AI has far to go before solving deafness, but along the way are opportunities to ‘reshape hearing healthcare’

Unlike many chronic health issues, permanent hearing problems tend to stem not from molecular or cellular pathologies but from aberrations in brain networks.

For this reason, AI technologies likely can go only so far toward improving on hearing aids and cochlear implants.

However, experts in the field from the U.S. and U.K. expect fertile grounds to open for exploration in clinical as well as research arenas.

Here’s neuroengineer Nicolas Lesica of the Ear Institute at University College London, otolaryngologist Fan-Gang Zeng of the Center for Hearing Research at UC-Irvine and colleagues in commentary published Oct. 18 in Nature Machine Intelligence:

We envision a future in which the natural links between machine hearing and biological hearing are leveraged to provide effective hearing healthcare across the world and enable progress in hearing’s most complex research challenges.”

After briefing readers on the human auditory system and outlining AI’s potential to augment it, the authors lay out steps that AI developers and hearing specialists might collaboratively pursue en route to designing true artificial auditory systems.

Part of the challenge will be tackling three critical aspects of hearing that artificial auditory systems will need to incorporate, as follows:

1. Temporal processing. Recent research has suggested the existence of a single dedicated neural circuit handling perceptions of sounds and related auditory information. But the mechanisms by which the brain processes such inputs in milliseconds “seems to rely on a complex interplay between distributed networks in different brain areas,” the authors explain.

One recent project involved training artificial neural networks to perform a variety of auditory tasks in temporal intervals. The researchers found these networks “exhibited a number of phenomena that have been observed in the brain,” Zeng and co-authors report.

“Further work along these lines is needed to go beyond the analysis of time intervals to tasks involving the processing of complex temporal patterns that are typical of natural sounds,” they write.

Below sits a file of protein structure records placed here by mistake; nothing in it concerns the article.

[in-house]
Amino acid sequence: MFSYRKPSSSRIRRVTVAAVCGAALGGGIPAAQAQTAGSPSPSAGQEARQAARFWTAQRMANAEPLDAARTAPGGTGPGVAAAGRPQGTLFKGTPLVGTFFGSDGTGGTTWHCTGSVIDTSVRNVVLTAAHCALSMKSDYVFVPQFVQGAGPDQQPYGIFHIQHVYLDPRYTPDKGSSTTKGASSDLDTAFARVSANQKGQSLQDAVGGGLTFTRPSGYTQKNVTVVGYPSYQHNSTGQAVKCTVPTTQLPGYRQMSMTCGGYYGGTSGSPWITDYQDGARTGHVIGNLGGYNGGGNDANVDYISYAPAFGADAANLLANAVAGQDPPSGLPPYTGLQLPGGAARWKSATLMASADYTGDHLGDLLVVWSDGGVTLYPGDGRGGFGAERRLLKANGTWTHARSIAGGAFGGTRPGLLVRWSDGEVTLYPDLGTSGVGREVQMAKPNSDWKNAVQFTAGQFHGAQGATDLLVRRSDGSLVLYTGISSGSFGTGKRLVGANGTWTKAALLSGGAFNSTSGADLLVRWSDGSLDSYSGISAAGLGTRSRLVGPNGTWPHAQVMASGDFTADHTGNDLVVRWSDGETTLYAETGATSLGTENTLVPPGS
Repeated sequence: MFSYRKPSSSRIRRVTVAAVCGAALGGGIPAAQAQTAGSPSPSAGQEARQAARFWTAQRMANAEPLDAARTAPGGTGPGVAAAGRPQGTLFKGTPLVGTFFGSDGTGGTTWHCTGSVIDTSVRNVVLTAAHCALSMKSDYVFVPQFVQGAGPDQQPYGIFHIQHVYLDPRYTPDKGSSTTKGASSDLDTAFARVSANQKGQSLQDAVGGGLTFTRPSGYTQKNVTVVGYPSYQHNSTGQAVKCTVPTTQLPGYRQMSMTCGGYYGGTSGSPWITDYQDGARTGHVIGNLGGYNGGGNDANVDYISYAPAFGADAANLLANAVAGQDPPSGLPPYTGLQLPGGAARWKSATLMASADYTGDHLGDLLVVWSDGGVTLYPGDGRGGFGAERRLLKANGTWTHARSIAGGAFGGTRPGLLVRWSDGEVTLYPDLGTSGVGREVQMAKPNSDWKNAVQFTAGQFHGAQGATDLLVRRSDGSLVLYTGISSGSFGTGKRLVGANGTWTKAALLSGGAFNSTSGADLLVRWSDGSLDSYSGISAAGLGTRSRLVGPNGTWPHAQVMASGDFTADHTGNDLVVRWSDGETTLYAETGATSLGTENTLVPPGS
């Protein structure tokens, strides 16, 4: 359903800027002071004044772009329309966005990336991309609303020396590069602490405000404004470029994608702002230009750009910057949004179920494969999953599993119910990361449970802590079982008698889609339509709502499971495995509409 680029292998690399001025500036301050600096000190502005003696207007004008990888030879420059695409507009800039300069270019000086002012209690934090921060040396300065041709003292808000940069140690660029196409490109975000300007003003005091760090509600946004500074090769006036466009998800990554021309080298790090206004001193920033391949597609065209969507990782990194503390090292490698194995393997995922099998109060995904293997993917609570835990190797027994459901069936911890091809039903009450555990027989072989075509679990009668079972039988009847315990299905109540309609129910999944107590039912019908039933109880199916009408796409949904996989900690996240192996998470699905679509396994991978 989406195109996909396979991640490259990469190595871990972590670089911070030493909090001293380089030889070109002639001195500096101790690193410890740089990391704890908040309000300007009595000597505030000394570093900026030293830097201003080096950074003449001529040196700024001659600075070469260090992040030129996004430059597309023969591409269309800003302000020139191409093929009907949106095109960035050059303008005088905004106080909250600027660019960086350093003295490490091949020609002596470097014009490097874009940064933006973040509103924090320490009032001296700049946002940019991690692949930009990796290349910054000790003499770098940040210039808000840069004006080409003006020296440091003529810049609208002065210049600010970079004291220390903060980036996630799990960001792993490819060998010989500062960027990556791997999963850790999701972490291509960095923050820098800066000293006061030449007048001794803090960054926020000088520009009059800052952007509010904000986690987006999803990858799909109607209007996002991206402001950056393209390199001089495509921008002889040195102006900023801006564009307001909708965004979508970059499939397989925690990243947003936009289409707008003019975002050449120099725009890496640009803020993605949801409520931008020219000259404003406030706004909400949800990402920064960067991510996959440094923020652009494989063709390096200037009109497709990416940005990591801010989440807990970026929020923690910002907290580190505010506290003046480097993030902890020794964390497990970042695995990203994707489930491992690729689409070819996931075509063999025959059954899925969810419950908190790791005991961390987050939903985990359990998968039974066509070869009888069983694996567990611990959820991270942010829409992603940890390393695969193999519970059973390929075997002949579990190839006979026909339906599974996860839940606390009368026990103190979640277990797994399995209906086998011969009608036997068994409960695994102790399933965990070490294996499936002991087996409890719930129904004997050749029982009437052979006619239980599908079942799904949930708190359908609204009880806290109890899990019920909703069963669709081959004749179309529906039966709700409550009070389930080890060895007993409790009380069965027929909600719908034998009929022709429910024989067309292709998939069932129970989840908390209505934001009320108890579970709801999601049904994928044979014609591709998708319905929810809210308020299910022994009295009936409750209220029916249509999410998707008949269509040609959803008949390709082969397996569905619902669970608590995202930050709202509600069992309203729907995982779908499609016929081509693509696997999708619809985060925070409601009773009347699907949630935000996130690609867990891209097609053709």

2. Multimodal processing. To realistically replicate nature’s auditory system, artificial neural networks “must ultimately integrate other sensorimotor modalities with the flexibility to perform a wide range of different tasks just as the brain does,” the authors state. That’s because normal hearing only begins with the ears. For the brain to make sense of incoming sounds, it has to immediately begin integrating auditory information from myriad sources.

“Explicit attempts to model multimodal properties in isolation are unlikely to be useful (beyond providing a compact description of the phenomena),” Zeng and colleagues write. “But if networks with appropriate features are trained on a wide variety of tasks, multimodal flexibility will emerge, just as it has in the brain.”

3. Plasticity. Recent research has hypothesized that the effectiveness of cochlear implants relies on how well the technology enables neuroplasticity. The better it is at this, the more it helps the brain adopt a new way of receiving auditory signals through the ear canal, Zeng and co-authors note.

There’s been no shortage of algorithmic training to encourage this kind of plasticity, the authors point out, but no approach has fully succeeded.

Artificial networks that accurately model auditory plasticity after hearing restoration “would allow a systematic exploration of different training strategies to determine the conditions under which each is optimal,” Zeng and co-authors comment.

“Of course, there is no guarantee that training strategies that are optimal for the artificial system will prove useful for human users,” they add. “But the likelihood of successful translation will be increased if the key features of the artificial and biological systems are closely matched.”

Zeng et al. conclude:

Ongoing collaboration between AI researchers and hearing researchers would create a win-win situation for both communities and also help to ensure that new technologies are well matched to the needs of users. … This is not the first call for the AI and hearing communities to come together, but, given the immense opportunities created by recent developments, we are hopeful that it will be the last.”

The study is available in full for free.

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